Sleep apnea sufferers may be at an increased risk of developing pneumonia, Medical News Today reported.
Sleep apnea occurs when a person’s upper airway is obstructed during sleep, cutting off his or her oxygen supply. This serious sleep disturbance can occur hundreds of times a night and has been linked to heart disease and cognitive impairment.
New research published in the Canadian Medical Association Journal followed more than 340,000 patients from Taiwan’s National Health Insurance Research Database for over 11 years. Within that cohort, 7,000 people had sleep apnea and 27,000 did not.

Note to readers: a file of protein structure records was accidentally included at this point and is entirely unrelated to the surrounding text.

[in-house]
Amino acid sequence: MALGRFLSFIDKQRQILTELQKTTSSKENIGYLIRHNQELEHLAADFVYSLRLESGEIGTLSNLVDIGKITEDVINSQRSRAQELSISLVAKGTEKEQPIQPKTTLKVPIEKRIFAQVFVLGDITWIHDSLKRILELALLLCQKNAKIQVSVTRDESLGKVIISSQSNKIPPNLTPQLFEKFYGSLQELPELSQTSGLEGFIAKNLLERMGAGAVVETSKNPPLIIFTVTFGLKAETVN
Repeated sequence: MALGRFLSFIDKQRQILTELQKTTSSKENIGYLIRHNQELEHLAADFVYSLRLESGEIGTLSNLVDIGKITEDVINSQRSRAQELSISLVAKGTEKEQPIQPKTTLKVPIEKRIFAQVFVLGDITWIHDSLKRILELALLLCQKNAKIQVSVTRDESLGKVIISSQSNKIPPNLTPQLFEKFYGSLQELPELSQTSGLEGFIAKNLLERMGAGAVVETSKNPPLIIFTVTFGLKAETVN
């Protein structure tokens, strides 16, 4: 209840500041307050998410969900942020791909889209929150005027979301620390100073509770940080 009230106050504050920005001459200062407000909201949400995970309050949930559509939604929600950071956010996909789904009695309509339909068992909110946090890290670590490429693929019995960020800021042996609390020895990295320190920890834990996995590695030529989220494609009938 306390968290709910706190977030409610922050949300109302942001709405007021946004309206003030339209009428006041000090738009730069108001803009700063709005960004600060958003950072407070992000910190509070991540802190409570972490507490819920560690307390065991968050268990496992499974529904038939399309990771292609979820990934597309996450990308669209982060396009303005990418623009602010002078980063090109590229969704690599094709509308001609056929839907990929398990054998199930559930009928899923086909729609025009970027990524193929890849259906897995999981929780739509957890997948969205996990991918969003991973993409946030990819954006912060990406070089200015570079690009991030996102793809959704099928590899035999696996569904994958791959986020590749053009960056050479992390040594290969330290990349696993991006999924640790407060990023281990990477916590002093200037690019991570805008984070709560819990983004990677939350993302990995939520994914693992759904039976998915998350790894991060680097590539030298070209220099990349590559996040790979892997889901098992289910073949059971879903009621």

Among the sleep apnea group, 9.36 percent of participants developed pneumonia compared to 7.77 percent of control participants. Researchers also found that those who developed pneumonia tended to be older and had more illnesses, such as diabetes, heart disease and dementia.
Sleep apnea appears to be an “independent risk factor of incident pneumonia,” researchers wrote. They also concluded that patients with more severe sleep apnea appeared to be at a higher risk for developing pneumonia than those who had milder forms of the condition.
Researchers hypothesized that people with sleep apnea may be more likely to aspirate liquid from the throat into the lungs, causing pneumonia. Furthermore, the sleep apnea group may be at greater risk because disturbed sleep can weaken the immune system.